Gas exchange and water use efficiency of grain sorghum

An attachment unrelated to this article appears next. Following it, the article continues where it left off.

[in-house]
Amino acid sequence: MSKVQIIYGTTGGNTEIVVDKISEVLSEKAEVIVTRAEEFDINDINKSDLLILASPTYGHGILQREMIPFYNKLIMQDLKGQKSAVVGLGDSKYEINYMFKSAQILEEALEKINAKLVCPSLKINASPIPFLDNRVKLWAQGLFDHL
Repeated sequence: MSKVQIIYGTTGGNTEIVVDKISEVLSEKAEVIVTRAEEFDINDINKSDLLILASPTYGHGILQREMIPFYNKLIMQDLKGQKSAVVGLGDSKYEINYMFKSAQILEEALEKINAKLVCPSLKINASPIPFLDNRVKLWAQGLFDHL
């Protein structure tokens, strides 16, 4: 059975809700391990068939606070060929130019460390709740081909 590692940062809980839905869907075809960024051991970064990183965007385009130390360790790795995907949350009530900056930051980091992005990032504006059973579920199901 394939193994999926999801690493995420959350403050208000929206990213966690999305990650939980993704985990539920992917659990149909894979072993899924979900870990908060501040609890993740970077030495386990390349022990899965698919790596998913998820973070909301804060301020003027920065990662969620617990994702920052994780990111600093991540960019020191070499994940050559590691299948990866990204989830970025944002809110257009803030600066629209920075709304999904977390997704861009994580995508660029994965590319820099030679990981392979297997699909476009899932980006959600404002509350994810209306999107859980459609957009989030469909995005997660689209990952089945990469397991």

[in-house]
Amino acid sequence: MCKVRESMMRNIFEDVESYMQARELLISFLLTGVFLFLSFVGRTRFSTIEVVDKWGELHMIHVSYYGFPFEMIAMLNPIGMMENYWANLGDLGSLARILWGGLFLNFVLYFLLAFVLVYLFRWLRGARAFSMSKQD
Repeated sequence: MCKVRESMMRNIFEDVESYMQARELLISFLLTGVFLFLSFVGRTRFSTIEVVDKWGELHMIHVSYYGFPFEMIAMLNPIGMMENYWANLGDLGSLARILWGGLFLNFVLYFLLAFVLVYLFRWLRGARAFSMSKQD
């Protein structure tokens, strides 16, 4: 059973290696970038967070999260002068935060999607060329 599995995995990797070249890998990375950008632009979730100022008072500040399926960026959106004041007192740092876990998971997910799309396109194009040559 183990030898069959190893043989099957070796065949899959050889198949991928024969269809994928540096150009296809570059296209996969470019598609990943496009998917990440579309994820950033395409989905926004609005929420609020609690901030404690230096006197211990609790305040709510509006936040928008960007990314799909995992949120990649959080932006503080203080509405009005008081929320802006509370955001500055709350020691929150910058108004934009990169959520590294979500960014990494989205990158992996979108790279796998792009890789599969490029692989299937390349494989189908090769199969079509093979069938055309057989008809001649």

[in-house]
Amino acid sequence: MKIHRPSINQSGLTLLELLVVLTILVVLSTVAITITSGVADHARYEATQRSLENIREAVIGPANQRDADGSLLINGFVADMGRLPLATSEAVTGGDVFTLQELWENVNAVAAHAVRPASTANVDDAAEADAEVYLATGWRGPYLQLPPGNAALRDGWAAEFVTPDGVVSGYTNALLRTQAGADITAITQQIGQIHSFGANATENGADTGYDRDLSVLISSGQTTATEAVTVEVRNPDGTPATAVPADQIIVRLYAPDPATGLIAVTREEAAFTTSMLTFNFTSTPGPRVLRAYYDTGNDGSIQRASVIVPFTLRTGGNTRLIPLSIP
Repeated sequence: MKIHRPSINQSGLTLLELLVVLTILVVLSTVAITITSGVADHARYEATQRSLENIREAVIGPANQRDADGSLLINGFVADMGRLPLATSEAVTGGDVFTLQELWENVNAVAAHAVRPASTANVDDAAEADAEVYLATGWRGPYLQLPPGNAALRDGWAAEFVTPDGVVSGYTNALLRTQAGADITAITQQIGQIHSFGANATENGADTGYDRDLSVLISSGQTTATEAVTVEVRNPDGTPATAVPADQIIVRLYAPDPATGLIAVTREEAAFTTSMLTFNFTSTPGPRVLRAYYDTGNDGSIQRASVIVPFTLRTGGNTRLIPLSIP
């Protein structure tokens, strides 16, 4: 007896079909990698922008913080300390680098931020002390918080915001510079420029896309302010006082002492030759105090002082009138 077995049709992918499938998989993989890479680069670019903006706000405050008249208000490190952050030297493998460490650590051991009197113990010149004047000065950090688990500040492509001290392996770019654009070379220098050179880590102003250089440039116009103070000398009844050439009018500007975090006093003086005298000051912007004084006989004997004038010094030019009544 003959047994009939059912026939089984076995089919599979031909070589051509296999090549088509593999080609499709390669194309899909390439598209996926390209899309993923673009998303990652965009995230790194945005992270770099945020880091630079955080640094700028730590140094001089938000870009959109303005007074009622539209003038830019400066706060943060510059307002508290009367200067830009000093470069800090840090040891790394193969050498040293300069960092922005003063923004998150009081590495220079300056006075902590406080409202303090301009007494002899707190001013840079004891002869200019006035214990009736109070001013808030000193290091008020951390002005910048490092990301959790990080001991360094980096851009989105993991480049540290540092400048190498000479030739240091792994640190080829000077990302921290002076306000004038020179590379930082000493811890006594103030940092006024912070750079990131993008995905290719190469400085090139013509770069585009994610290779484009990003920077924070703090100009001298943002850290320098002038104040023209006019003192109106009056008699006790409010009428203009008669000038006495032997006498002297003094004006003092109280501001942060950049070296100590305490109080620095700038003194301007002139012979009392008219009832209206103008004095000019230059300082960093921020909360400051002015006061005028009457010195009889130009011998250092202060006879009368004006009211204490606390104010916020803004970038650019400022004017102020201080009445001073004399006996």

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Grain sorghum [Sorghum bicolor (L.) Moench] production is usually confined to environments which are considered too dry and hot for other cereals to be productive. Increasing yield and water use efficiency (WUE) of grain sorghum through identification and utilization of superior germplasm in breeding programs is a major goal in the improvement of this crop. Breeding for increased WUE has been limited by the lack of screening criteria and methods that could be used to select desirable genotypes from large populations under field conditions. This study was conducted to determine whether genotypic differences in WUE and gas exchange traits are present and to determine whether the variation in gas exchange rates and efficiencies reflected the genotypic differences in WUE and thereby, could be used as a screening criteria for identifying genotypes of grain sorghum with higher WUE. Five sorghum genotypes (TX 378, TX 430, SC 35, TX 399, and TX 2741) which are parental lines used in hybrid seed production were tested in the greenhouse and field during 1989 under well watered conditions. In the greenhouse study, individual entries were planted in plastic pots containing 10 kg of sterilized potting mix. The field experiment was conducted on an Amarillo loamy fine sand. In both studies, shoot biomass production, amount of water used, and leaf area development were monitored during die growing season. Water use efficiency was calculated as shoot biomass production per unit water use. Gas exchange measurements were made throughout the vegetative stage on uppermost fully expanded leaves and whole canopy using a portable photosynthesis system. Gas exchange efficiency was expressed as the ratio of photosynthetic rate (A) to transpiration rate (T). The sorghum genotypes exhibited significant variation for A, A/T, shoot biomass production, and WUE. TX 378, TX 430, and SC 35 had higher A, A/T, shoot biomass production, and WUE than TX 399 and TX 2741. No consistent genotypic variation was observed for T or whole plant water use rates. Single leaf measurements of gas exchange traits (A and A/T) reflected single plant and whole canopy WUE differences among the genotypes largely due to the positive correlation between A and shoot biomass production. In addition, there was a positive correlation among the genotypes between leaf area and A. The results indicate that measurements of A and leaf area may be used to select for increased WUE in grain sorghum.